1” binders, 1 1/2” binders, 3-pack of glue sticks, gallon size Ziploc bags, sandwich size Ziploc bags, hand sanitizer, enough paper towels to soak up Lake Tuscaloosa, enough Kleenex to blow the noses of the entire population of a small country, permanent markers (because parents love when kids ruin clothes), enough Clorox wipes to disinfect a pig farm, and 10,000 #2 pencils.
The point of this article is not to question the items on the list. I believe at one point or another, teachers and kids will eventually need them all, if not more. The question is, why do we all still go buy these items individually?
I’m not a big fan of waste, especially when it comes to money. A typical school supply tally costs the average mom and dad somewhere between $150-$300 per student, depending on the respective list. Plus, it sends all parents scurrying off to the store, where we are confined to one small area, sentenced to crashing buggies into one another while looking for the freaking composition notebooks.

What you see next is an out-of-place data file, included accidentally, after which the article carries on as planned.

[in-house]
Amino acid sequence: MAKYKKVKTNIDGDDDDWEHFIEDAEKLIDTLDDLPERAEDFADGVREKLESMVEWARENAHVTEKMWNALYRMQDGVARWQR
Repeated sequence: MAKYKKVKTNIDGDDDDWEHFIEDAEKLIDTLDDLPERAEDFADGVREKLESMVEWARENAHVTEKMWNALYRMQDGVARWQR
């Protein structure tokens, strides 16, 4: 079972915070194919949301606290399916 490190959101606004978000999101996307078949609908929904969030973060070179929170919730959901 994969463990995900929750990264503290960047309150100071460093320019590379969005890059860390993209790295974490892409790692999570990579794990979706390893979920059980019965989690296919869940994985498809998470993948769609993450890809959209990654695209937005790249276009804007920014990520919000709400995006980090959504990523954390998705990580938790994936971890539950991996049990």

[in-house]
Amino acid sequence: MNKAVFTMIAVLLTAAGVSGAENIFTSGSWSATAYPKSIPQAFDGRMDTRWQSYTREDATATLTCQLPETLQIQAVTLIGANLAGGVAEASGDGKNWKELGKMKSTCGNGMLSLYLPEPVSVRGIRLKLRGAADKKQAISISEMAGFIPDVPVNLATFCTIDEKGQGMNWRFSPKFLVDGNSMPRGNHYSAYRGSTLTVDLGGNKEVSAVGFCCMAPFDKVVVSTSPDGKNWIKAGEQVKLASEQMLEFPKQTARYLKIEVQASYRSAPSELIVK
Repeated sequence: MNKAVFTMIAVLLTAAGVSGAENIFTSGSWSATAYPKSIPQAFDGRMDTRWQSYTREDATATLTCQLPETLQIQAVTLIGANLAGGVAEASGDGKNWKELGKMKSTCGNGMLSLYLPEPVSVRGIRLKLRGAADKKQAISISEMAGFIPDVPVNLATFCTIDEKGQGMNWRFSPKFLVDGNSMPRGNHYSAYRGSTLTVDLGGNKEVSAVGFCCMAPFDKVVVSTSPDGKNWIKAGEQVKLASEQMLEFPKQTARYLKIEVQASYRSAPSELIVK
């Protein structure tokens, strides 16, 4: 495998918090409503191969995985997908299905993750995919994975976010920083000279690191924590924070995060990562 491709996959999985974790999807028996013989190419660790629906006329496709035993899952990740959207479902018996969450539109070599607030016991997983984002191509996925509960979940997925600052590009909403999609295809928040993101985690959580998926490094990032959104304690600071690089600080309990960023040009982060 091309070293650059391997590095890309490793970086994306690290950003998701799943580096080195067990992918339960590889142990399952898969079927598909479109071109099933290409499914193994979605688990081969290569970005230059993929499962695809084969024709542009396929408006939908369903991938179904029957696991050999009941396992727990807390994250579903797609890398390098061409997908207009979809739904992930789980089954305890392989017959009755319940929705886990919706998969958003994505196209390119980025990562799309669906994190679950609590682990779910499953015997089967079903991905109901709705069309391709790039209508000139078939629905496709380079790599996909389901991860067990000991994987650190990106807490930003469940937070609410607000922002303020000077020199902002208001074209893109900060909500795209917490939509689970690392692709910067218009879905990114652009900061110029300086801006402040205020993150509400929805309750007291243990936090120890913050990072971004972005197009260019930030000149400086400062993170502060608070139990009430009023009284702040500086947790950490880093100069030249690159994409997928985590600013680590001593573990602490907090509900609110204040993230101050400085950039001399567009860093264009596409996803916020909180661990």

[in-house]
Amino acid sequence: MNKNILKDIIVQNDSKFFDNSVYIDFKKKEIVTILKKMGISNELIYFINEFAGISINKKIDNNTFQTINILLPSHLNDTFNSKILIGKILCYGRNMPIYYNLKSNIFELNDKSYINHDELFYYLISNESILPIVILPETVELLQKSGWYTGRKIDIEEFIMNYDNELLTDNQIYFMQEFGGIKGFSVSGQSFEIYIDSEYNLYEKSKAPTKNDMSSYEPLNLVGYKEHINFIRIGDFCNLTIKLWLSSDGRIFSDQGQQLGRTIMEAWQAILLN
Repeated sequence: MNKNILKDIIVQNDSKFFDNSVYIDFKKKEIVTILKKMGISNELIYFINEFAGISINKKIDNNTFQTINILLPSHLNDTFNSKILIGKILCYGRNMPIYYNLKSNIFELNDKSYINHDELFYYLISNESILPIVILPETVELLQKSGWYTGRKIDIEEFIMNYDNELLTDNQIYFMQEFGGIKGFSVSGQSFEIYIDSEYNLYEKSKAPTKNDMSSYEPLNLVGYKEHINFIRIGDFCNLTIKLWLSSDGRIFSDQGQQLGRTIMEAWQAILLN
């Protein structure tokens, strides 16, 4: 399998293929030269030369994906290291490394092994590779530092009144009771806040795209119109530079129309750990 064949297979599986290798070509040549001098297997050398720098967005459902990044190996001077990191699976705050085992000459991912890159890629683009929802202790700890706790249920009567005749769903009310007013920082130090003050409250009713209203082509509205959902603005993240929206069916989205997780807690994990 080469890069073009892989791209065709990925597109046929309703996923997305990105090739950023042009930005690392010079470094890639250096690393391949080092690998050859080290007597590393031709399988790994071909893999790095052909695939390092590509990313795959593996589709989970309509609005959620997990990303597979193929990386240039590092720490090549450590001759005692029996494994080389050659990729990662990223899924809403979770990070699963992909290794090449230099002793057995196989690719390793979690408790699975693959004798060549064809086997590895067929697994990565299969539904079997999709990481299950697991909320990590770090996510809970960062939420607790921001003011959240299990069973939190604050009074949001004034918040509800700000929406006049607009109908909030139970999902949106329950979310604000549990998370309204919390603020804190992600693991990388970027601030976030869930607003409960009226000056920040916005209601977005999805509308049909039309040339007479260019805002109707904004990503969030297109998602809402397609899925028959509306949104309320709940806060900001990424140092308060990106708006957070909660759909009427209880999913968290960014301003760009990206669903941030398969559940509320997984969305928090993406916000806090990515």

So, why don’t we do something 21st century, and buy in bulk? Surely, it’s been tried before, but maybe it’s time to give it another spin? I ran a few numbers (of which I do not have the room to post here), and based on one sample, we could potentially get the cost down to $70-$90 per student on the respective list reviewed.
Of course, there are barriers to all new ideas, and this one comes with plenty. But I would happily hand the school $100 just to avoid the chaos of having to go individually. I’d gladly collect or online order the 30+ items on the list. Plus, it would save parents time and money, and would most likely mean leftover cash for the schools to use throughout the year (not to mention eliminating the excess trash from all the individually wrapped items).
In the meantime, look for me in the Target school supply area. Crashing into my buggy is acceptable, as long as you’re willing to help me find the composition notebooks.
I tweet insignificant things @ozborn34.
Derek Osborn is the Executive Director of PRIDE of Tuscaloosa by trade and writer by hobby. He lives in Tuscaloosa with his wife, Lynn, and their daughters Savannah and Anica.